Special Features Include:

  • Game Changer: Cracking the Code
  • Effects for a Brave New World
  • Level Up: Sound for the Future
  • High Score: Endgame
  • Ernie & Tye's Excellent Adventure
  • The '80's: You're The Inspiration
  • In The Mouth of Madness

    As of this writing, In the Mouth of Madness is the last great movie John Carpenter made (sorry, The Ward fans). Carpenter channeled the work of H.P. Lovecraft for this creepy, funny, wholly engrossing horror film about the end of the world. Sam Neill is an insurance investigator hired to find a missing horror author. But here's the twist: the horror author's books are slowly becoming real, and anyone who reads his latest book – In the Mouth of Madness – goes insane.

    Is this Carpenter's best movie? No. But it is one of his most entertaining; his most re-watchable. There's something genuinely unnerving about the flick, be it its impressive creature effects, or the way the film goes through fits and stages, presenting a world slowly going mad. I don't know if Carpenter will ever return to filmmaking again. I have my doubts. If he doesn't, I'm content with pretending this is his real final movie, while ignoring anything he made after this.

    Special Features to Note:

    The good folks at Scream! Factory finally give In The Mouth of Madness the Blu-ray it deserves. There's a gorgeous new 4K scan of the film, making it look the best it's looked in years. There's also a new commentary with Carpenter and producer Sandy King Carpenter, and thank heavens for that. Carpenter originally recorded a commentary with cinematographer Gary B. Kibbe (that commentary is included here as well), and it's one of the most boring commentaries I've ever heard in my life. The new one is a lot more fun. It's not exactly what I'd call insightful, but listening to the Carpenters reflect on the film is very enjoyable. Every time something scary happens in the movie, John Carpenter will say, "Oh dear!" He does this approximately 500 times. It never gets old.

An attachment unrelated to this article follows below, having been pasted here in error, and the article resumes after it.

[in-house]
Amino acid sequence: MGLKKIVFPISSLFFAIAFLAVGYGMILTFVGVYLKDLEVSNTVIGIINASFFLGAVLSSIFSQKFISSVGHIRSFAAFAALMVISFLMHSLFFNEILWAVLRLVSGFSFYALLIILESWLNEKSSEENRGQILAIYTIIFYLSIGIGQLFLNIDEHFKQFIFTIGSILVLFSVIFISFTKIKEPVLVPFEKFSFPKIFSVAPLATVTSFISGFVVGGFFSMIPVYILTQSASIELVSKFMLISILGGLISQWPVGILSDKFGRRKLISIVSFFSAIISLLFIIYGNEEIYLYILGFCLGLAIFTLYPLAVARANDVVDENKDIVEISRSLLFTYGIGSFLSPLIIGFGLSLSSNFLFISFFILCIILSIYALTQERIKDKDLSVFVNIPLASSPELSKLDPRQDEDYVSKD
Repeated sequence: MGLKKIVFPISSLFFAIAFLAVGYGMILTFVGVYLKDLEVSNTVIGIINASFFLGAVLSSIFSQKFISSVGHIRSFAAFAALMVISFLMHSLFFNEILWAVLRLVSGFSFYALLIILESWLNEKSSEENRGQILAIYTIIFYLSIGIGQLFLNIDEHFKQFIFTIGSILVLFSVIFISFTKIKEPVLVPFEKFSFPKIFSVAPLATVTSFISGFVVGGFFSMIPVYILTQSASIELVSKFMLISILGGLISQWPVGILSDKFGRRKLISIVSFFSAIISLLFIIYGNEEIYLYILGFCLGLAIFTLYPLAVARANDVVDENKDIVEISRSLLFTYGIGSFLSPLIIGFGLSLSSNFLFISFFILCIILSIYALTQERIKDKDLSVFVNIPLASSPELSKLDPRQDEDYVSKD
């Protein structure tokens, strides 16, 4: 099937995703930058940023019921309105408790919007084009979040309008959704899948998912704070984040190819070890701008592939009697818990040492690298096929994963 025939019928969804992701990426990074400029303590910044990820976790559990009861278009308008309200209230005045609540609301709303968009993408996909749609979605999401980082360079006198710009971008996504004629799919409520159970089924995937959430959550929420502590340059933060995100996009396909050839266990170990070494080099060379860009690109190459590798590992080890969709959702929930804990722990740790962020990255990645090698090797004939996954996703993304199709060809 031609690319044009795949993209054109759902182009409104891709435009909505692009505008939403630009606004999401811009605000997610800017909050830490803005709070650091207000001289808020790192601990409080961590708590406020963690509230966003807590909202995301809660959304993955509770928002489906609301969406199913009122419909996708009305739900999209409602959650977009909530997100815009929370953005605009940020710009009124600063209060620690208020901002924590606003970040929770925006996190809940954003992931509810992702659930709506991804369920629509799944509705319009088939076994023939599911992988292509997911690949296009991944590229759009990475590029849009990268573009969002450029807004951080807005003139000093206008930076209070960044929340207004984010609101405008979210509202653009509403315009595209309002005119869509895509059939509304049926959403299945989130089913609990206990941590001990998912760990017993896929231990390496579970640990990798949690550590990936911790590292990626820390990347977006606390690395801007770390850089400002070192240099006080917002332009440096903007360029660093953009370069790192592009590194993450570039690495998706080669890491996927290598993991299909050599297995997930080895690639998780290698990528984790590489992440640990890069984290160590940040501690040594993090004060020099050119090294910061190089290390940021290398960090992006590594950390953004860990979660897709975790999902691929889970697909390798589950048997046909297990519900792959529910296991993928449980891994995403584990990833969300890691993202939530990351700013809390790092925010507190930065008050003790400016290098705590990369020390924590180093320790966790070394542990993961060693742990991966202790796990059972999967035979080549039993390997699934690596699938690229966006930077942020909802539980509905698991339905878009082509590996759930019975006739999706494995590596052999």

Also included: "Horror's Hallowed Grounds", featuring host Sean Clark visiting the Toronto locations the film was shot at. In addition to this, there's a very brief interview with co-star Julie Carman. It's fine. The best featurettes are the two devoted to special effects. One, "Greg Nicotero's Things In The Basement", features make-up effects man Nicotero breaking down some of the film's special effects. "Home Movies From Hobb's End" also leans heavily on Nicotero's work, and provides us with a great look at the "wall of monsters" that chases Neill in the film. We only see this in brief flashes in the finished film, but it's fully on display in these featurettes.

    Special Features Include:

  • NEW 4K Scan Of The Original Film Elements
  • NEW Audio Commentary With Director John Carpenter And Producer Sandy King Carpenter
  • NEW Horror's Hallowed Grounds – A Look At The Film's Locations Today
  • NEW The Whisperer Of The Dark – An Interview With Actress Julie Carman
  • NEW Greg Nicotero's Things In The Basement – A New Interview With Special Effects Artist Greg Nicotero Including Behind The Scenes Footage
  • NEW Home Movies From Hobb's End – Behind The Scenes Footage From Greg Nicotero
  • Audio Commentary With Director John Carpenter And Cinematographer Gary B. Kibbe
  • Vintage Featurette – The Making Of In The Mouth Of Madness
  • Theatrical Trailer
  • TV Spots
  • Rampage

    When I first learned of Rampage, I assumed it would be a fun, goofy movie where Dwayne Johnson does battle with giant monsters. Then I watched the movie. Here's a question: why is Rampage so painfully serious? The tone of this flick is extremely sober and stone-faced, and boy does that not work.

    A film based on an arcade game about big monsters fucking up buildings should, in theory, but fun. Instead, Rampage takes all of this stuff very, very seriously, and it hinders the film. Sure, eventually, monsters start wrecking stuff, and I suppose it's vaguely entertaining. But for the bulk of the film, Rampage is bogged down by a dour, dark tone that really does not work with the subject matter. Johnson is one of the most charismatic performers of our time. If only he'd pick better projects. Here, Johnson plays a primatologist who has to deal with genetically engineered beasties. A science experiment gone wrong turns Johnson's best buddy George, a silverback gorilla, into a giant killing machine. You can guess what happens next. Or you can just watch the much more enjoyable Jumanji: Welcome to the Jungle instead.